Fired Financier Jeffrey Gundlach Gets Revenge In High Style

Jeffrey Gundlach, fired financier

On Dec. 4, 2009, the money management firm TCW fired Jeffrey Gundlach and physically removed him from its Los Angeles office. Exactly three years later, the Wall Street savant returned to the skyscraper to inflict the most glorious revenge, reports DealBreaker: a self-celebration of his enormously successful mutual fund, staffed by dozens of poached TCW employees.

The ousting of Gundlach was a sensational scandal, even by Wall Street standards. Gundlach, the "bond king," had just been named a finalist for Morningstar's award for bond fund manager of the decade when TCW gave him the boot after almost a quarter century of service.

TCW execs weren't too pleased with Gundlach's idea to start his own firm, and accused Grundlach of corporate espionage, as well as keeping a stash of pornography, "sexual devices" and marijuana in his office. Gundlach, they added, was "unstable" and arrogantly referred to himself as "the Pope" and "the Godfather."

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Gundlach does indeed have a wicked streak. He hired away a group of TCW employees and founded his own company, DoubleLine Capital, which became the fastest-growing mutual fund startup in history. He battled TCW in court, resulting in an undisclosed settlement. And on the third anniversary of his departure he decided that success was the best revenge, particularly if you gaudily rejoice in that success right next to the guys who fired you.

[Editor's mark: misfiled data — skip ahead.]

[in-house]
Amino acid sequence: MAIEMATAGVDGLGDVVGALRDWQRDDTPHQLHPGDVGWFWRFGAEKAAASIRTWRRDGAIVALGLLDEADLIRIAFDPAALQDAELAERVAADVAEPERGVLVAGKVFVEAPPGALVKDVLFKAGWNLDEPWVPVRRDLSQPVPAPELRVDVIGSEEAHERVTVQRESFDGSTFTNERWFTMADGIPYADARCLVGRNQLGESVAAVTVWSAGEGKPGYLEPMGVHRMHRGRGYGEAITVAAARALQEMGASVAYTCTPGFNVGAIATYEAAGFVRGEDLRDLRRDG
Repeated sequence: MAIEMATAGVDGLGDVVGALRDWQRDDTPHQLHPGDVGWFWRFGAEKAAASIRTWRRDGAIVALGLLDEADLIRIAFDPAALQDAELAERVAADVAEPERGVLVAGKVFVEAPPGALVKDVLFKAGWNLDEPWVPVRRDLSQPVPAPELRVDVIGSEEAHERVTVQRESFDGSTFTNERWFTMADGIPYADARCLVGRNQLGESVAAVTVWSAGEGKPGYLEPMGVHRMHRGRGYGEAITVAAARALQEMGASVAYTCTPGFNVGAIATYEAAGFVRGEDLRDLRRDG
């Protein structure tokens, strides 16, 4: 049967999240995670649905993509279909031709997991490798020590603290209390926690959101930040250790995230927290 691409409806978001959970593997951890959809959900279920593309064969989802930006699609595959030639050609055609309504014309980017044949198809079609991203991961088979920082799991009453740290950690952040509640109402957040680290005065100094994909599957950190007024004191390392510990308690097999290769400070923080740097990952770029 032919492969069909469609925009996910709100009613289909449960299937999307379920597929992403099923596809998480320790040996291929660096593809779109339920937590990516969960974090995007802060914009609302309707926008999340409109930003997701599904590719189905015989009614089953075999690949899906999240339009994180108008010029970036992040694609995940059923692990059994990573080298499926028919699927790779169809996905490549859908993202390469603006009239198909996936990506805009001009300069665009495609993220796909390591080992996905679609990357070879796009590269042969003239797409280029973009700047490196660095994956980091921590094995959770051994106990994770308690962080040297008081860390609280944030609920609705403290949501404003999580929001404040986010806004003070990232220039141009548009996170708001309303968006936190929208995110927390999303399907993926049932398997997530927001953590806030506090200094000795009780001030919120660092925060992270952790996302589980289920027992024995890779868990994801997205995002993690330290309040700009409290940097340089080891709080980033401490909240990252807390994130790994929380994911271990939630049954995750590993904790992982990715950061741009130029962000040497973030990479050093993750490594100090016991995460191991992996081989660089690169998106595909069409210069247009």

Gundlach invited all DoubeLine employees to a restaurant in TCW's building, where the champagne flowed under the banner, "DoubleLine $50 Billion" -- referring to the amount of money the firm has raised.

The festivities went on for seven hours, as TCW employees stared on, reports New York magazine, a brave few entering to shake hands with old colleagues. There was no mistaking that this was the work of a very rich and very vengeful man: a piece of evidence from the trial hung out front, showing the photos of the top TCW executives whom Gundlach claimed conspired to oust him in an attempt to steal his dizzyingly large fees.

One of Gundlach's employees in fact emailed several of the execs in the poster, a source told New York magazine, saying "He couldn't have done it without you."

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